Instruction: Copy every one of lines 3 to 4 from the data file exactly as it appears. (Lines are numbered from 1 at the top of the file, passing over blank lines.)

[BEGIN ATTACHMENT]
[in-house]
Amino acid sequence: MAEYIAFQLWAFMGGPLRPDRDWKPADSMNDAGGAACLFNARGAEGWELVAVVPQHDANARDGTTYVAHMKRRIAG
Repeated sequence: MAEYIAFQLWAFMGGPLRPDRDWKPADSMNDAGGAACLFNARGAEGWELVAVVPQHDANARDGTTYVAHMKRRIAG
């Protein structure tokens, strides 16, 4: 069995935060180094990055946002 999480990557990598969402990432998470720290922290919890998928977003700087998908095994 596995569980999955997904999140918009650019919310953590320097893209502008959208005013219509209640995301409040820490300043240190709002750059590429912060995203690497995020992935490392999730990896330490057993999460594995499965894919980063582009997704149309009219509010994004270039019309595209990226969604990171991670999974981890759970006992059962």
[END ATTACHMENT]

Repeated sequence: MAEYIAFQLWAFMGGPLRPDRDWKPADSMNDAGGAACLFNARGAEGWELVAVVPQHDANARDGTTYVAHMKRRIAG
């Protein structure tokens, strides 16, 4: 069995935060180094990055946002 999480990557990598969402990432998470720290922290919890998928977003700087998908095994 596995569980999955997904999140918009650019919310953590320097893209502008959208005013219509209640995301409040820490300043240190709002750059590429912060995203690497995020992935490392999730990896330490057993999460594995499965894919980063582009997704149309009219509010994004270039019309595209990226969604990171991670999974981890759970006992059962």